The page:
I tried to undo my commit in git. Is it dangerous to use
git reset --hard HEAD~1?
What is the difference between different options for
git reset does know five "modes": soft, mixed, hard, merge and keep. I will start with the first three, since these are the modes you'll usually encounter. After that you'll find a nice little a bonus, so stay tuned.
git reset --soft HEAD~1 you will remove the last commit from the current branch, but the file changes will stay in your working tree. Also the changes will stay on your index, so following with a
git commit will create a commit with the exact same changes as the commit you "removed" before.
This is the default mode and quite similar to soft. When "removing" a commit with
git reset HEAD~1 you will still keep the changes in your working tree but not on the index; so if you want to "redo" the commit, you will have to add the changes (
git add) before commiting.
git reset --hard HEAD~1 you will lose all uncommited changes in addition to the changes introduced in the last commit. The changes won't stay in your working tree so doing a
git status command will tell you that you don't have any changes in your repository.
Tread carefully with this one. If you accidentally remove uncommited changes which were never tracked by
git (speak: committed or at least added to the index), you have no way of getting them back using
git reset --keep HEAD~1 is an interesting and useful one. It only resets the files which are different between the current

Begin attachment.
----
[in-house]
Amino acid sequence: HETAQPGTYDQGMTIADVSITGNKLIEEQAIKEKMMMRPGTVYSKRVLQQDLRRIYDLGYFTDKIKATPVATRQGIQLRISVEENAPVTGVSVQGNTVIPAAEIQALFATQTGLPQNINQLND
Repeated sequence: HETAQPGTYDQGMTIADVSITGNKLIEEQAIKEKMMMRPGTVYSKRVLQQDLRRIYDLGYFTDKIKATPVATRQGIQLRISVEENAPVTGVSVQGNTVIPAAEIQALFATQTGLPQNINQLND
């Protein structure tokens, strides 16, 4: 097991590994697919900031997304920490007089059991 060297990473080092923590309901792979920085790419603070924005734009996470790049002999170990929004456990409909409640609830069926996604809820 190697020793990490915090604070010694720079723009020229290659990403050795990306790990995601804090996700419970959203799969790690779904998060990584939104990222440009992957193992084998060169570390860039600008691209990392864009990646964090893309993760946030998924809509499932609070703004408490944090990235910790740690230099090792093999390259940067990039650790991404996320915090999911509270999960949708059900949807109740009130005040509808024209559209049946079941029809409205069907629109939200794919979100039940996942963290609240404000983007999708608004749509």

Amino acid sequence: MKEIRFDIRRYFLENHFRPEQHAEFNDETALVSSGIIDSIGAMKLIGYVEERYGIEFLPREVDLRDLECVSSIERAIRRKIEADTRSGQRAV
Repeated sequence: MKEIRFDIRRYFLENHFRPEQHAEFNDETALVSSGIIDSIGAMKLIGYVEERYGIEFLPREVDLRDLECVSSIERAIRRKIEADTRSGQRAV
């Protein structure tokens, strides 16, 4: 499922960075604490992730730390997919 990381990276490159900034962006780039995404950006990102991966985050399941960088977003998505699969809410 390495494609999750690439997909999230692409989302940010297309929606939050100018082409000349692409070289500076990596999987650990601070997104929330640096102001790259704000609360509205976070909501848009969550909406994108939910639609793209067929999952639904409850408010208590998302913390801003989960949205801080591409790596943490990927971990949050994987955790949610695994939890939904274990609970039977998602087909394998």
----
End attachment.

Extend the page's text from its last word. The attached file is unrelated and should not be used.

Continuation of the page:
HEAD and the given commit. It aborts the reset if anyone of these files has uncommited changes. It's basically acts as a safer version of
This mode is particularly useful when you have a bunch of changes and want to switch to a different branch without losing these changes - for example when you started to work on the wrong branch.
You can read more about that in the git reset documentation.
git reset to remove a commit the commit isn't really lost, there just is no reference pointing to it or any of it's children. You can still recover a commit which was "deleted" with
git reset by finding it's SHA-1 key, for example with a command such as
This is a useful article which graphically shows the explanation of the reset command.
Reset --hard can be quite dangerous as it overwrites your working copy without checking, so if you haven't commited the file at all, it is gone.
As for Source tree, there is no way I know of to undo commits. It would most likely use reset under the covers anyway
Git reset has 5 main modes: soft, mixed, merged, hard, keep. The difference between them is to change or not change head, stage (index), working directory.
Git reset --hard will change head, index and working directory.
Git reset --soft will change head only. No change to index, working directory.
So in other words if you want to undo your commit, --soft should be good enough. But after that you still have the changes from bad commit in your index and working directory. You can modify the files, fix them, add them to index and commit again.
With the --hard, you completely get a clean slate in your project. As if there hasn't been any change from the last commit. If you are sure this is what you want then move forward. But once you do this, you'll lose your last commit completely. (Note: there are still ways to recover the lost commit).
This is the main difference between use git reset --hard and git reset --soft:
Does not touch the index file or the working tree at all (but resets the head to , just like all modes do). This leaves all your changed files "Changes to be committed", as git status would put it.
Resets the index and working tree. Any changes to tracked files in the working tree since are discarded.